Apr 26, 2016 • 4 min read
Should my young athlete get a trophy just for participating?
If you’ve ever asked yourself this question, you’re not alone. We always want our young athletes to feel confident when they’re playing sports, and we want to give them something to strive toward. These are important life lessons, after all, and youth sports are one of the best ways to teach them.
But there are cons to participation trophies as well. Ultimately, athletes play to win the game. At higher levels, giving trophies just for playing almost seems silly. Furthermore, shouldn’t trophies be given to those who put in the most effort? If we award them to everyone, aren’t we kind of saying that everyone’s given the same amount of effort, even though the winners probably gave more?
Yeah, it’s a complicated situation. Let’s dig a little deeper.
The simple fact is, not everyone can be a winner. Typically, 95% of all participants fail to win the championship in any given sport or season. In the end, only one team or one player can win it all.
Still, rewarding only the victor(s) could have damaging effects on those who don’t win, particularly at younger ages. Giving every participant some sort of recognition goes a long way toward mitigating these effects and boosting confidence. It tells athletes that though they may not have won, they gave it their all, which is still important. And let’s not forget that this year’s loser could be next year’s winner.
Trying certainly matters, but the truth is, the point of playing sports—much like any other game—is to win. So why reward anything less?
Understanding the difference between winning and losing is an indispensable life lesson. This lesson gives us the skills to overcome adversity, and it reminds us that we don’t always get what we want. It teaches us how to recover from loss while also providing athletes or performers with the drive to improve. Few lessons are more important than that.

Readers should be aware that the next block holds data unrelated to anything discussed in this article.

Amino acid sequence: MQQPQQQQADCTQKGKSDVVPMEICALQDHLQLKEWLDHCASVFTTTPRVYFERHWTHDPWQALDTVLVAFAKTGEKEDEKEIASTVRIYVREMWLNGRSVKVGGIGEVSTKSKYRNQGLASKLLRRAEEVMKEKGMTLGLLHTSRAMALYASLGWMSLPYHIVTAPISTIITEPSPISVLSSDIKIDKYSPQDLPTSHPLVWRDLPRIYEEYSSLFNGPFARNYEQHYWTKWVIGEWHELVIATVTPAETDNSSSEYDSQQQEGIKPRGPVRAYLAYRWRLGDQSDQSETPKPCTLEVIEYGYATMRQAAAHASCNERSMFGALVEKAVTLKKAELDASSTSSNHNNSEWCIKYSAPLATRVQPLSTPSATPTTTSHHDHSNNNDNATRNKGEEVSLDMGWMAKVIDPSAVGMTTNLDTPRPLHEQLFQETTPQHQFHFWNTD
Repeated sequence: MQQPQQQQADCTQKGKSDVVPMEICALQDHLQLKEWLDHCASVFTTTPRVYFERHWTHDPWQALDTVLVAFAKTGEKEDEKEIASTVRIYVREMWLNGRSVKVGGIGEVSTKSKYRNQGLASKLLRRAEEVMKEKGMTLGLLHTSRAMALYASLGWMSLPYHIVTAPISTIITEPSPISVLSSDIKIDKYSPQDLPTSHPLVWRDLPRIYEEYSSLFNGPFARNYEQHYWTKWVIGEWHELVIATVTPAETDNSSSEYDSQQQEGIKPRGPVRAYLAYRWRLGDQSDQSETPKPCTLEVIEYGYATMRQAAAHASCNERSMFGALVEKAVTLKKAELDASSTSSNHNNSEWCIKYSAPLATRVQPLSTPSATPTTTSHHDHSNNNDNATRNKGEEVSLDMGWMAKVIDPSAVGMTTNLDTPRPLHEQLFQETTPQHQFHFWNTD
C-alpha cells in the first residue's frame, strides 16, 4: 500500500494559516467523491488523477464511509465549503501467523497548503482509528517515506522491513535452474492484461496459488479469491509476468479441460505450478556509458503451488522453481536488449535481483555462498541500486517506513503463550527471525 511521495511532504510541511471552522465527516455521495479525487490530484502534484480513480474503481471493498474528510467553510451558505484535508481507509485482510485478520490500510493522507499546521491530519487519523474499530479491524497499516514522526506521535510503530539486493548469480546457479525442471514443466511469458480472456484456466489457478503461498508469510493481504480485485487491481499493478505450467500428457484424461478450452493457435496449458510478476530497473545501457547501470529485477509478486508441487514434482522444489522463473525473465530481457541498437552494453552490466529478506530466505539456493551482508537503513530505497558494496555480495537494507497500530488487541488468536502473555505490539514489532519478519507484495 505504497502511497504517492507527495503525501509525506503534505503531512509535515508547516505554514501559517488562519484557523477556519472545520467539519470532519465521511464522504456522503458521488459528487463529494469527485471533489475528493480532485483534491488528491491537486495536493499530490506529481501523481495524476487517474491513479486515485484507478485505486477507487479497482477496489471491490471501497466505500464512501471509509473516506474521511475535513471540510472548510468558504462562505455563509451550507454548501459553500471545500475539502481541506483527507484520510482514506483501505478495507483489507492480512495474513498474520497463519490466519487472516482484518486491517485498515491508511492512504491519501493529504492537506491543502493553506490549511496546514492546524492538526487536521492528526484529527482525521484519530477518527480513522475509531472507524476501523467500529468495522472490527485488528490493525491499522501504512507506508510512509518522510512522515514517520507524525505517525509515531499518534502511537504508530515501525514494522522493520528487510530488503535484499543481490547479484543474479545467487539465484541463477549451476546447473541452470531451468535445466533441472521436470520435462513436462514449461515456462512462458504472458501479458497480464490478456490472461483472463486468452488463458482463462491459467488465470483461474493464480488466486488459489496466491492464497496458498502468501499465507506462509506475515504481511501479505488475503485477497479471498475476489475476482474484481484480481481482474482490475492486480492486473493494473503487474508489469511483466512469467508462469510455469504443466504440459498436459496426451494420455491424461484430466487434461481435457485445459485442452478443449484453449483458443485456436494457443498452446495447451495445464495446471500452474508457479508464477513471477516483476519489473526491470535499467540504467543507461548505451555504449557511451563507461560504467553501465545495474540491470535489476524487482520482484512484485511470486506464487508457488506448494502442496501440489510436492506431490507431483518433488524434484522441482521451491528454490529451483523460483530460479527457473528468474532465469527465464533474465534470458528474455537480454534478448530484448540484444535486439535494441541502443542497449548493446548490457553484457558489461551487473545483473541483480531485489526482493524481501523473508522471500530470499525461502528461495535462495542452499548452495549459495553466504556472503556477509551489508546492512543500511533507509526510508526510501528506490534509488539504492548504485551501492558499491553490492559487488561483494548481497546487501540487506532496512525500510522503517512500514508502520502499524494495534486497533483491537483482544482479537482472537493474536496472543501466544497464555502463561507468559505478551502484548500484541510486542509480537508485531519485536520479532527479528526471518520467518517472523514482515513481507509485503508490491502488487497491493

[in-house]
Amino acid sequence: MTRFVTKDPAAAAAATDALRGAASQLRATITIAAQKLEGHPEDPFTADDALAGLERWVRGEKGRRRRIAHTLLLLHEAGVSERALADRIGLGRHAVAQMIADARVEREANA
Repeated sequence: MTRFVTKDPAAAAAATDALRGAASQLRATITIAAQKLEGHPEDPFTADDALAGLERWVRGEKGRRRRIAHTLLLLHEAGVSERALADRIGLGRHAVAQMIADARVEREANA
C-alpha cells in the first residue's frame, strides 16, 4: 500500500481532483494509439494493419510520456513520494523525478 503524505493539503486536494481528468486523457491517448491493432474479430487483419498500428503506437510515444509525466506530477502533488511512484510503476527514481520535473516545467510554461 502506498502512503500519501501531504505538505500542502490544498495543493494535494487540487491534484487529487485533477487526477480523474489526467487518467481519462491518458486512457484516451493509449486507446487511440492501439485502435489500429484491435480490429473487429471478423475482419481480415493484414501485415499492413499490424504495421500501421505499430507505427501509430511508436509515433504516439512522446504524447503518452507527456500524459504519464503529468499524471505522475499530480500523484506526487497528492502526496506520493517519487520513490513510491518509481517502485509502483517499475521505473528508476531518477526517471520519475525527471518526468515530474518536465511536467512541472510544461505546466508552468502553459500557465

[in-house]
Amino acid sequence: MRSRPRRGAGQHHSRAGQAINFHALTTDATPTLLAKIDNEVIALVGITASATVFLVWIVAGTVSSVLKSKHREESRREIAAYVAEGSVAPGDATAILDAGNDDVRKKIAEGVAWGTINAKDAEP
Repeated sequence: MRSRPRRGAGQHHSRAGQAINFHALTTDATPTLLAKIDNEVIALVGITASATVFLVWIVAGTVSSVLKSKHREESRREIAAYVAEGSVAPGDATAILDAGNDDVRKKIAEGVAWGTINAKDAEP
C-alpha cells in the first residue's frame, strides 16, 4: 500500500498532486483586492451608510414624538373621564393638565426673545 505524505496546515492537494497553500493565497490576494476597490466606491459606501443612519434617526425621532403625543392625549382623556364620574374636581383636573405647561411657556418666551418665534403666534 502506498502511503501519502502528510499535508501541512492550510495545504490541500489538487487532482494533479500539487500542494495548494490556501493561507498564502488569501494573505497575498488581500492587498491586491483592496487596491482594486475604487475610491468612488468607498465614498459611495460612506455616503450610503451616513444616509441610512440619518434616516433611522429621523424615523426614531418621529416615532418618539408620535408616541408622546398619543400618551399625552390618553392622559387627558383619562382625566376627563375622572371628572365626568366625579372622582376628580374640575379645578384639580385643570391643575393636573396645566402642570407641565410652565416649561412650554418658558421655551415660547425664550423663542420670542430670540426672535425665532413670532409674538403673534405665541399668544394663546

Losing is tough, but losing your interest is easy, especially when the losses start piling up.
For young athletes, it’s easy to lose interest in a sport if they’re not winning, which is why many leagues don’t even keep score at the youngest levels. Young kids don’t want to feel bad every time they step on the field, court or ice. No one does! At the very least, a trophy to display in their bedroom is a nice light at the end of the tunnel for anyone that has to endure a tough season.
Besides, just because you aren’t the best doesn’t mean you don’t deserve recognition.
There is no participation trophy for life. No one is going to simply hand you the life you want. You need to work hard to get the rewards you desire!
For example, you’re not going to be rewarded for just doing your job. In fact, if you simply show up and perform mediocre work, you might not have that job for long. But if you’re the best at what you do and work harder than your competitors, rewards will come.
And that goes for everyone—whether your job is being a football player, dentist or student.
In the end, the decision of whether or not to give participation trophies has to come from coaches and parents. There are so many pros and cons, but we need to balance them to come up with the best solution. We all just want what’s best for our kids, so let’s work together to figure it out.